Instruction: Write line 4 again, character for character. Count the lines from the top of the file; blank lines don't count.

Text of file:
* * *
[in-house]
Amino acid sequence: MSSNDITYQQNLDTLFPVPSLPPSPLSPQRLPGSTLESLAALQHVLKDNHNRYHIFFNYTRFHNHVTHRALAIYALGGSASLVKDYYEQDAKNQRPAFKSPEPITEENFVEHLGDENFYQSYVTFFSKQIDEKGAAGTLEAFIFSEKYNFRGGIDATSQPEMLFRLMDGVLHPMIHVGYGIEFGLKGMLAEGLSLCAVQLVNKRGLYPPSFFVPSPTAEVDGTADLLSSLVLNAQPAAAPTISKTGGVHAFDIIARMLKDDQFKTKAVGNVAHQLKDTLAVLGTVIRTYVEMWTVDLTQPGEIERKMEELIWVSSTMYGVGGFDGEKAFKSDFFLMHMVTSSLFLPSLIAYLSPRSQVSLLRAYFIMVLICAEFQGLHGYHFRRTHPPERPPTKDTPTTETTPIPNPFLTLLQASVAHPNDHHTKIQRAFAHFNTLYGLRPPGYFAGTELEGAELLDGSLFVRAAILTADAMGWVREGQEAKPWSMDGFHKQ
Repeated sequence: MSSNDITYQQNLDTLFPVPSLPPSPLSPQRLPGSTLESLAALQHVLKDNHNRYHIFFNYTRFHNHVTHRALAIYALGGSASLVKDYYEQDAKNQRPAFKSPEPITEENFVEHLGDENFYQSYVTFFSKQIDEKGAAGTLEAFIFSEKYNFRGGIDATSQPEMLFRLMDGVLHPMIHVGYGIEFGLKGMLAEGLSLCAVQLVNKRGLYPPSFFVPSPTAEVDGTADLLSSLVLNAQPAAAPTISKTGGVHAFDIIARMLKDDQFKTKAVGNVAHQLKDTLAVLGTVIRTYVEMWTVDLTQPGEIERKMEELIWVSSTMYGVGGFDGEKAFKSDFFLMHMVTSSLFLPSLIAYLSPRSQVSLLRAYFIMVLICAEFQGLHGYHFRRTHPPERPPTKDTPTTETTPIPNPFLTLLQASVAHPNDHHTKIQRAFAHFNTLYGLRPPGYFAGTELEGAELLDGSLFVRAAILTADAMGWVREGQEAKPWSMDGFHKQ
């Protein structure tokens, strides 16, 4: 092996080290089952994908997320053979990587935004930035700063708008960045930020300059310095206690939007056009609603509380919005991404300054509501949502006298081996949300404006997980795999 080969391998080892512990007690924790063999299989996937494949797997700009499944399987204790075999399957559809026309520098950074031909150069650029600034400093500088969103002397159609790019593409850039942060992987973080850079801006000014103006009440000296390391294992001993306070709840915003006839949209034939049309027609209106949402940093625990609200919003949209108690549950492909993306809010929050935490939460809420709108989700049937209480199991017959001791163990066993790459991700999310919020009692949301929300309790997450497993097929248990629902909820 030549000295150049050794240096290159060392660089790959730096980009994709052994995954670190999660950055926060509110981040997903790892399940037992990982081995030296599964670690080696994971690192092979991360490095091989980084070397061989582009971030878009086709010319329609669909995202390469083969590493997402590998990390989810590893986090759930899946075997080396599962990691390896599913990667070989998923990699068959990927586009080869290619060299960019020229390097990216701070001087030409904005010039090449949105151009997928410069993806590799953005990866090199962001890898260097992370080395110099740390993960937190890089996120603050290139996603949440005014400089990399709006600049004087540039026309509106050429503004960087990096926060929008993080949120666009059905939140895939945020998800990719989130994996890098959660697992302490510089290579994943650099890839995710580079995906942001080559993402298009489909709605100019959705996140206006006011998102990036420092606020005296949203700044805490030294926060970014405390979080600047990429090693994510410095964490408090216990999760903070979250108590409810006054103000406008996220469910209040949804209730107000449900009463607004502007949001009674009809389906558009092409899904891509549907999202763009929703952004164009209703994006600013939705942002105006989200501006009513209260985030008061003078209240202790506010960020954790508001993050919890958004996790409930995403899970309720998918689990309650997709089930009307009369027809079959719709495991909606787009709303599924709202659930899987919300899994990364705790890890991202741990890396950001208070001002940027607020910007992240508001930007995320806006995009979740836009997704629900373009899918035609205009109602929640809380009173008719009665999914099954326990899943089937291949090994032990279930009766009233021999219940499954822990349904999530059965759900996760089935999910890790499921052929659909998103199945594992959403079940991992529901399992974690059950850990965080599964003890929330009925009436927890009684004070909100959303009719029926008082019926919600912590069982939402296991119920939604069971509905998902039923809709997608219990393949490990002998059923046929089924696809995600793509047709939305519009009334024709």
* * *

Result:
């Protein structure tokens, strides 16, 4: 092996080290089952994908997320053979990587935004930035700063708008960045930020300059310095206690939007056009609603509380919005991404300054509501949502006298081996949300404006997980795999 080969391998080892512990007690924790063999299989996937494949797997700009499944399987204790075999399957559809026309520098950074031909150069650029600034400093500088969103002397159609790019593409850039942060992987973080850079801006000014103006009440000296390391294992001993306070709840915003006839949209034939049309027609209106949402940093625990609200919003949209108690549950492909993306809010929050935490939460809420709108989700049937209480199991017959001791163990066993790459991700999310919020009692949301929300309790997450497993097929248990629902909820 030549000295150049050794240096290159060392660089790959730096980009994709052994995954670190999660950055926060509110981040997903790892399940037992990982081995030296599964670690080696994971690192092979991360490095091989980084070397061989582009971030878009086709010319329609669909995202390469083969590493997402590998990390989810590893986090759930899946075997080396599962990691390896599913990667070989998923990699068959990927586009080869290619060299960019020229390097990216701070001087030409904005010039090449949105151009997928410069993806590799953005990866090199962001890898260097992370080395110099740390993960937190890089996120603050290139996603949440005014400089990399709006600049004087540039026309509106050429503004960087990096926060929008993080949120666009059905939140895939945020998800990719989130994996890098959660697992302490510089290579994943650099890839995710580079995906942001080559993402298009489909709605100019959705996140206006006011998102990036420092606020005296949203700044805490030294926060970014405390979080600047990429090693994510410095964490408090216990999760903070979250108590409810006054103000406008996220469910209040949804209730107000449900009463607004502007949001009674009809389906558009092409899904891509549907999202763009929703952004164009209703994006600013939705942002105006989200501006009513209260985030008061003078209240202790506010960020954790508001993050919890958004996790409930995403899970309720998918689990309650997709089930009307009369027809079959719709495991909606787009709303599924709202659930899987919300899994990364705790890890991202741990890396950001208070001002940027607020910007992240508001930007995320806006995009979740836009997704629900373009899918035609205009109602929640809380009173008719009665999914099954326990899943089937291949090994032990279930009766009233021999219940499954822990349904999530059965759900996760089935999910890790499921052929659909998103199945594992959403079940991992529901399992974690059950850990965080599964003890929330009925009436927890009684004070909100959303009719029926008082019926919600912590069982939402296991119920939604069971509905998902039923809709997608219990393949490990002998059923046929089924696809995600793509047709939305519009009334024709």